Dot Distribution Map: Visualization Technique Spotlight
Communication is one of the most critical aspects of data science. What good is data if we can't explain what it means and why it's important? Humans are built to see patterns. It helps us come to interpret our surroundings faster and react swiftly. Data visualization techniques become essential because they allow us to skip sifting through text-based data and find the patterns.
One exciting data visualization technique is dot distribution maps(DDM), also known as dot density maps. DDM is a map that uses data points to demonstrate the location of the phenomena. By placing the points on the map, we can quickly get a sense for the geographic relation between our data points. DDM's are an excellent tool for showing us where clusterings of data points reside. DDM's show a level of granularity that most other map visualizations can't compete with. This vital because geographic data is hard to make sense of with simple numbers. You can't take an average of addresses. You can't find the standard deviation. It only makes sense when you place that information on a map.
The dots on the map can either be one-to-one or one-to-many. One-to-one DDM is the most accurate and straight forward. Each dot represents a single point of data. This feature gives a view of the totality of our dataset that one-to-many can not. Whereas in one-to-many DDMs, each dot on the map represents a collection of data points. Using one-to-many gives us the opportunity to zoom the map out without losing representation for each data point.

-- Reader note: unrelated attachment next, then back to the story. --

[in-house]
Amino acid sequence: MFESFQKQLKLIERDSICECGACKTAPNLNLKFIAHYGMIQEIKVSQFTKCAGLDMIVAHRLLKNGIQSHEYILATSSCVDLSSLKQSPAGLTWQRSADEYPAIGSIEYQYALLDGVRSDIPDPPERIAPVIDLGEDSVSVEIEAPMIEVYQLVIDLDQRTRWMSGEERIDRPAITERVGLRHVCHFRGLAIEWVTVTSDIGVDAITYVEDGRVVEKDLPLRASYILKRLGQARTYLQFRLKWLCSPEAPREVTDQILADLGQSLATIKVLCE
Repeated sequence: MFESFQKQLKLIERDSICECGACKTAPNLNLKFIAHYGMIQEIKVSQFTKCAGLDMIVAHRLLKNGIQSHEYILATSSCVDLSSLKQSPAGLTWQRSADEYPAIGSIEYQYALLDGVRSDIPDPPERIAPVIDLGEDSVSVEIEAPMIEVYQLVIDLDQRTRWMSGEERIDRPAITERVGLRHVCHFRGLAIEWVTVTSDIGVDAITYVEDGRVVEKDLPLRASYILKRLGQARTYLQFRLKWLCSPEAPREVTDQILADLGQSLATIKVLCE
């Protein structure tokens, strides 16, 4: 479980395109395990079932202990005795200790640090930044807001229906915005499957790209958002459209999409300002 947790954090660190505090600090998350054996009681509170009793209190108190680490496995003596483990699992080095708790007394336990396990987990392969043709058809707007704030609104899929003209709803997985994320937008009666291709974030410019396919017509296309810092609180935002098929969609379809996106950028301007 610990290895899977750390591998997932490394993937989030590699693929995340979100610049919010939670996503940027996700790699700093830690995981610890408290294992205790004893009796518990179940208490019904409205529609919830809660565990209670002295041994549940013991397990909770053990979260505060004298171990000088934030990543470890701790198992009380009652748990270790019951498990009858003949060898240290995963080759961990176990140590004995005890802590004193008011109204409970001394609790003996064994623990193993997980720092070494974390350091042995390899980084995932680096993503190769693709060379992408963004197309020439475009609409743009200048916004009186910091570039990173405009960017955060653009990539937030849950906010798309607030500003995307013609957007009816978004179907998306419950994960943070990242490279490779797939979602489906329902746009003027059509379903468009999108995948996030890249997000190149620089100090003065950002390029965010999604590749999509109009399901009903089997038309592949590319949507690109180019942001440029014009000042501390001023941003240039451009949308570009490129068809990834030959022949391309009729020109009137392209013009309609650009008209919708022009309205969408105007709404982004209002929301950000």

Choosing between the two will be dependent on the number of individual data points, the size of the map, and what's critical in the context of your use case. When tracking the outbreak of a disease, it's important to see each data point. Whereas, when looking at census data from the United States, you probably don't need to see all 300 million people.
The size of a dot can have a significant impact on the conclusions drawn by the visualization and can be a considerable weakness of DDM's. It's vital that each dot is visible. So, no matter how much area your map covers, we still have to be able to see the dot. The visibility of a dot causes granularity to be more of an issue the more we zoom out. You have to be careful to know your use case and what level of granularity is vital for the information you need. If you're trying to stop the spread of disease, you will need to know precisely where in a city, maybe even in a neighborhood, your observations lie. In this case, a high level of granularity becomes a necessity.
DDM's can differentiate what each data points mean by using multiple colors or symbols. This feature allows us to visualize geographic differences based on different conditions. It is often used to show the difference in location based on demographic data. An excellent example of this is showing the lingering segregation of cities in our country.
Overall, dot distribution maps are powerful data visualization techniques. It best for a narrow set use cases but when it's right, it allows for an instant understanding of the data. It's so intuitive that when someone sees a DDM, they consume and understand the geographic relationships between the data points.
Shows geographic relationships
High granularity of data
Size of dots can misrepresent location
Requires a large dataset
Size of the map is highly dictated by the number of data points